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Top Chinese censor faces trial after “losing faith” in Chinese Communist Party

Trumped-up charges.
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A former top official in China’s internet regulatory body is facing trial over corruption allegations and “losing faith” in the ruling Chinese Communist Party (CCP). According to experts, the move is a reminder to all other propagandists not to stray from the party’s principles.

Peng Bo, a former deputy chief of the Cyberspace Administration of China, was accused of failing to regulate the internet industry and disloyalty to CCP.

“Investigations have found that Peng Bo has lost his faith and was disloyal to the party,” said the Central Commission for Discipline Inspection (CCDI).

“He strayed from the decisions and plans laid down by the Party Central about the propaganda struggle over the internet.

“He also used his authority for his personal gain, sought benefits from internet companies, resisted investigations by the party and engaged in superstitious activities.

“He violated the eight-point requirements on frugal living, visited private clubs frequently, and accepted invitations to extravagant banquets and dinners,” it added.

The CCDI announced an investigation into Peng in March. Now, his case has been referred to state prosecutors, who are likely to put him on trial.

As the deputy chief of the cyberspace administration, it was Peng’s responsibility to regulate the internet industry. After his time with the internet regulator, in 2015, he was transferred to the Central Political and Legal Affairs Commission. While at the commission, which is now the CCP’s top law enforcement agency, he helped establish the social media platform Chang An Jian.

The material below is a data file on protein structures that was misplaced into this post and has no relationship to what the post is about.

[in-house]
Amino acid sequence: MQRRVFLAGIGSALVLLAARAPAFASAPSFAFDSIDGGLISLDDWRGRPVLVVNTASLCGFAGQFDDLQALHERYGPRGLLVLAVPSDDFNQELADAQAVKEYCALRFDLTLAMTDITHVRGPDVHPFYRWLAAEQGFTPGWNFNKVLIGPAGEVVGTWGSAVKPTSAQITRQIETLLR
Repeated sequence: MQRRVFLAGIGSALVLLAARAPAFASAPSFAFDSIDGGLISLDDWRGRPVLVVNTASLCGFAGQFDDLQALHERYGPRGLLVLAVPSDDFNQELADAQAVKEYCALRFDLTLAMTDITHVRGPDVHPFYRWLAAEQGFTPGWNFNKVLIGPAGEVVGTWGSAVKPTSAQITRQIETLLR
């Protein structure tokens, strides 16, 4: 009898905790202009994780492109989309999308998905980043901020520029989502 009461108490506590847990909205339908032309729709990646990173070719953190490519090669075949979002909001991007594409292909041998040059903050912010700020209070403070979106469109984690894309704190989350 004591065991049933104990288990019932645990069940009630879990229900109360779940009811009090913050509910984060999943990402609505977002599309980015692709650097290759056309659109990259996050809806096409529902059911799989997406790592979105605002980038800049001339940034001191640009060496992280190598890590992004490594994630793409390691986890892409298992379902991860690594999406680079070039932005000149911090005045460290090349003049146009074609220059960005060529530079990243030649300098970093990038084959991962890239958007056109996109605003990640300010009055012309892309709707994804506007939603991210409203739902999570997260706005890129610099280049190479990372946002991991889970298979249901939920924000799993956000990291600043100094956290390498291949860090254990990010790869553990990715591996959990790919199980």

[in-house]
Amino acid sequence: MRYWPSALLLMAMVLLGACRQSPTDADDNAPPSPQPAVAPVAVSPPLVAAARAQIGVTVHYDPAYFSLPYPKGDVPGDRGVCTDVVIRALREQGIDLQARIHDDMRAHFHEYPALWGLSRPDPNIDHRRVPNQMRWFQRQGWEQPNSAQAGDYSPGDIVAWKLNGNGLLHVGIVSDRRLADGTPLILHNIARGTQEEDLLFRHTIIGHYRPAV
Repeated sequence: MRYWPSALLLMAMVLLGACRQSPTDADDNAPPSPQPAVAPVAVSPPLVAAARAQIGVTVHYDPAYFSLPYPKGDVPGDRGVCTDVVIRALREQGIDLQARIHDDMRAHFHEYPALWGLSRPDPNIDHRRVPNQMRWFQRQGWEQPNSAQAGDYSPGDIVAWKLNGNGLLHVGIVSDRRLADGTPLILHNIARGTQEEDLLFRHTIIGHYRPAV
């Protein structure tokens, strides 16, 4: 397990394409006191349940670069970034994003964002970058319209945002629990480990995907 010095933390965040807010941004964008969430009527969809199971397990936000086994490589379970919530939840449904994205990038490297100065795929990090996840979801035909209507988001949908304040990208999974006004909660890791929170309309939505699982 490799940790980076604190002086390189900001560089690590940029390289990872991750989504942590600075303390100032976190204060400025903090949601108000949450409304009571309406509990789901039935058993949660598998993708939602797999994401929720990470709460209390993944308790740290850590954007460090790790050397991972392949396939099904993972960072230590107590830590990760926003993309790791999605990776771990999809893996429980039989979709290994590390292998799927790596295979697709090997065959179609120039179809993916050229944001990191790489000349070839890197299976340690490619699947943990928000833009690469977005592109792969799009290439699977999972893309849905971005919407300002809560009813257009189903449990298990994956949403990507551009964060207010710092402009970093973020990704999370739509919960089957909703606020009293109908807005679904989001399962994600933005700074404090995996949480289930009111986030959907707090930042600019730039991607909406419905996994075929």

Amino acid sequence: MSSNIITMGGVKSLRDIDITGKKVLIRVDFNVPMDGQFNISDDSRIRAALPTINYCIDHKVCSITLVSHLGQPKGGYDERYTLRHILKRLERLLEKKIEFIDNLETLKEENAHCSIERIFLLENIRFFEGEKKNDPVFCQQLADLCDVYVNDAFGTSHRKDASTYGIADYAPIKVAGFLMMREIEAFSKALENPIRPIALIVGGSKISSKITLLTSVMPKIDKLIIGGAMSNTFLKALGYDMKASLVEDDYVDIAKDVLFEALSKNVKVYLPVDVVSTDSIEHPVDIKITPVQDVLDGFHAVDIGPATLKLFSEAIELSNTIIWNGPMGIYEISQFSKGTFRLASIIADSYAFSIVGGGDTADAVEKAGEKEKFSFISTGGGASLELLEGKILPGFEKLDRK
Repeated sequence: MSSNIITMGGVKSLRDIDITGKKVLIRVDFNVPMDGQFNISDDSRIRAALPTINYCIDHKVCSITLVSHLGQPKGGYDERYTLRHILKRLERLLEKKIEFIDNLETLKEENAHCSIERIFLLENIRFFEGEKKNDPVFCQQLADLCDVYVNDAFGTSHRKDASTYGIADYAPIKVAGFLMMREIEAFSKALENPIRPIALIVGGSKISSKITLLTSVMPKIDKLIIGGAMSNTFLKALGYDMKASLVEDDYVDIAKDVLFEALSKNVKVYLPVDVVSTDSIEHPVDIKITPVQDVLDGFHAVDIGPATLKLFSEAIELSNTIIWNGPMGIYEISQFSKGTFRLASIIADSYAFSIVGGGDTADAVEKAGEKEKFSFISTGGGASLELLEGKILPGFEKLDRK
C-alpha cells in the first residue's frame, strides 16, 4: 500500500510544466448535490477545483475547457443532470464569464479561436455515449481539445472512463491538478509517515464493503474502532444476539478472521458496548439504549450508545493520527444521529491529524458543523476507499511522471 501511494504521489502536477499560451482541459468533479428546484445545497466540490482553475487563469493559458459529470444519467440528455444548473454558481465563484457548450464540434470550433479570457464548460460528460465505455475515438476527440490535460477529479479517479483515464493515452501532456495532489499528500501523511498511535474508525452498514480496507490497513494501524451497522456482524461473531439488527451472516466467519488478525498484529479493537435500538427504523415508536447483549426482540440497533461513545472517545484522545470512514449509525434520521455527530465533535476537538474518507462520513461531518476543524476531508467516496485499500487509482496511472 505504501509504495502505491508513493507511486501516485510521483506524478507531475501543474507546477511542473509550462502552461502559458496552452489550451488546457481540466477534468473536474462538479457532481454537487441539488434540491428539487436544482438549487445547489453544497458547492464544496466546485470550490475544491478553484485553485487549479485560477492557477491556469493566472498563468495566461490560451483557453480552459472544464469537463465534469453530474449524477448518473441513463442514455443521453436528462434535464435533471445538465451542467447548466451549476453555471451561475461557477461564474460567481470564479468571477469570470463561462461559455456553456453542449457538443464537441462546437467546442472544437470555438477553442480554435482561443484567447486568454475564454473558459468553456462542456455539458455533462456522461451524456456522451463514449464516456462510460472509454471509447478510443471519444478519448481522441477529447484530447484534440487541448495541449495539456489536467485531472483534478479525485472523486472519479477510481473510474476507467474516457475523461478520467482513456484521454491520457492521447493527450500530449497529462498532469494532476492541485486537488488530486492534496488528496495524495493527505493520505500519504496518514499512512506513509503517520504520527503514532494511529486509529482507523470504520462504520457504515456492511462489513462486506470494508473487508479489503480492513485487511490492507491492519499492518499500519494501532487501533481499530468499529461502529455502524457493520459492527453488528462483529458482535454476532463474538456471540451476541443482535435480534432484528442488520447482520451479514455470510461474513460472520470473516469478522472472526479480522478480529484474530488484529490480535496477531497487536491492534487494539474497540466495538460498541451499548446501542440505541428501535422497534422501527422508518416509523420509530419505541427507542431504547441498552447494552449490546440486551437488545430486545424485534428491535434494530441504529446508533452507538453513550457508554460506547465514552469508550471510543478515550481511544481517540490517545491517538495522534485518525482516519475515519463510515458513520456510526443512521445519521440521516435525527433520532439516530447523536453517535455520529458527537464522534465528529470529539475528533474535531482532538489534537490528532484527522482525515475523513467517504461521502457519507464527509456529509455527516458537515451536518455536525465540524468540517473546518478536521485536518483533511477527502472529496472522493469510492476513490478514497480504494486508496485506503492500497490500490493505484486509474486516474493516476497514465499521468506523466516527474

Peng also played a key role in ensuring platforms such as Weibo were not banned, by convincing the CCP’s leadership to regulate them instead, said a government source who did not wish to be named.

“Some party leaders were anxious about stepping up control over the fast expanding online community, especially Weibo,” said the source.

“[Because of these platforms, China] has seen the rise of a large number of key opinion leaders who have become very influential after 2010.”

He stayed with the commission for three years, before retiring. After retirement he started teaching at Peking University, as a new media studies expert.

As noted by the South China Morning Post, Peng worked with disgraced internet censorship czar Lu Wei, who was imprisoned for 14 years over corruption in 2019.

According to Alfred Wu, an associate professor at the National University of Singapore’s Lee Kuan Yew School of Public Policy, the trial Peng is facing is “another sound reminder to all party propagandists that they must strictly toe the party’s line.”

“The commission’s statement showed that [Peng] had failed in the propaganda struggle and this is essential for all party propagandists,” Wu said.

“It is clear that party leaders expect the propagandists to be firm and disciplined in performing their functions especially on [internet] censorship.

“They need to show that they are capable and tough in the struggle and can execute the party’s firm control over the media.”

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